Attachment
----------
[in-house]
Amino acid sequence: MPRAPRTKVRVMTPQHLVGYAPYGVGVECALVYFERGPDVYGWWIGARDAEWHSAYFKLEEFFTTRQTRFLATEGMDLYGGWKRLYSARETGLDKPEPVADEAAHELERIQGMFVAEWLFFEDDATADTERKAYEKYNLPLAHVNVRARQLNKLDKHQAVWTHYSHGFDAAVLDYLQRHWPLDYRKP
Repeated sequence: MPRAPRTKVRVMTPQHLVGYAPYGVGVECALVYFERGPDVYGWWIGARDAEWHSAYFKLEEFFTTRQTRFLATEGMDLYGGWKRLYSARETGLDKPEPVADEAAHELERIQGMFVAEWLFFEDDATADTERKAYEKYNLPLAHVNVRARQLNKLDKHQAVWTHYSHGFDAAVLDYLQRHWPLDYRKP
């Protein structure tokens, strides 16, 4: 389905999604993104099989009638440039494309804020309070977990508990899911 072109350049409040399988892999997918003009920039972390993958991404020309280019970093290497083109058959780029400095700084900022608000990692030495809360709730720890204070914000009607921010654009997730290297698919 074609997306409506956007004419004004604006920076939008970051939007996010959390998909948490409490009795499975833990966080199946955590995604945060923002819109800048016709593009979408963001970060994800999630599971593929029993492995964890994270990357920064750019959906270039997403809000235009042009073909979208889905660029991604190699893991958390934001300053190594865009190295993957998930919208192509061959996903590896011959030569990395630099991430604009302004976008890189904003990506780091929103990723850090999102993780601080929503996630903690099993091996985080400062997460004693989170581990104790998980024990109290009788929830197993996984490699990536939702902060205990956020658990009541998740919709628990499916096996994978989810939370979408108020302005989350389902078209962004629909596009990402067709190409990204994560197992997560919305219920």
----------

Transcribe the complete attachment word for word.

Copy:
[in-house]
Amino acid sequence: MPRAPRTKVRVMTPQHLVGYAPYGVGVECALVYFERGPDVYGWWIGARDAEWHSAYFKLEEFFTTRQTRFLATEGMDLYGGWKRLYSARETGLDKPEPVADEAAHELERIQGMFVAEWLFFEDDATADTERKAYEKYNLPLAHVNVRARQLNKLDKHQAVWTHYSHGFDAAVLDYLQRHWPLDYRKP
Repeated sequence: MPRAPRTKVRVMTPQHLVGYAPYGVGVECALVYFERGPDVYGWWIGARDAEWHSAYFKLEEFFTTRQTRFLATEGMDLYGGWKRLYSARETGLDKPEPVADEAAHELERIQGMFVAEWLFFEDDATADTERKAYEKYNLPLAHVNVRARQLNKLDKHQAVWTHYSHGFDAAVLDYLQRHWPLDYRKP
């Protein structure tokens, strides 16, 4: 389905999604993104099989009638440039494309804020309070977990508990899911 072109350049409040399988892999997918003009920039972390993958991404020309280019970093290497083109058959780029400095700084900022608000990692030495809360709730720890204070914000009607921010654009997730290297698919 074609997306409506956007004419004004604006920076939008970051939007996010959390998909948490409490009795499975833990966080199946955590995604945060923002819109800048016709593009979408963001970060994800999630599971593929029993492995964890994270990357920064750019959906270039997403809000235009042009073909979208889905660029991604190699893991958390934001300053190594865009190295993957998930919208192509061959996903590896011959030569990395630099991430604009302004976008890189904003990506780091929103990723850090999102993780601080929503996630903690099993091996985080400062997460004693989170581990104790998980024990109290009788929830197993996984490699990536939702902060205990956020658990009541998740919709628990499916096996994978989810939370979408108020302005989350389902078209962004629909596009990402067709190409990204994560197992997560919305219920």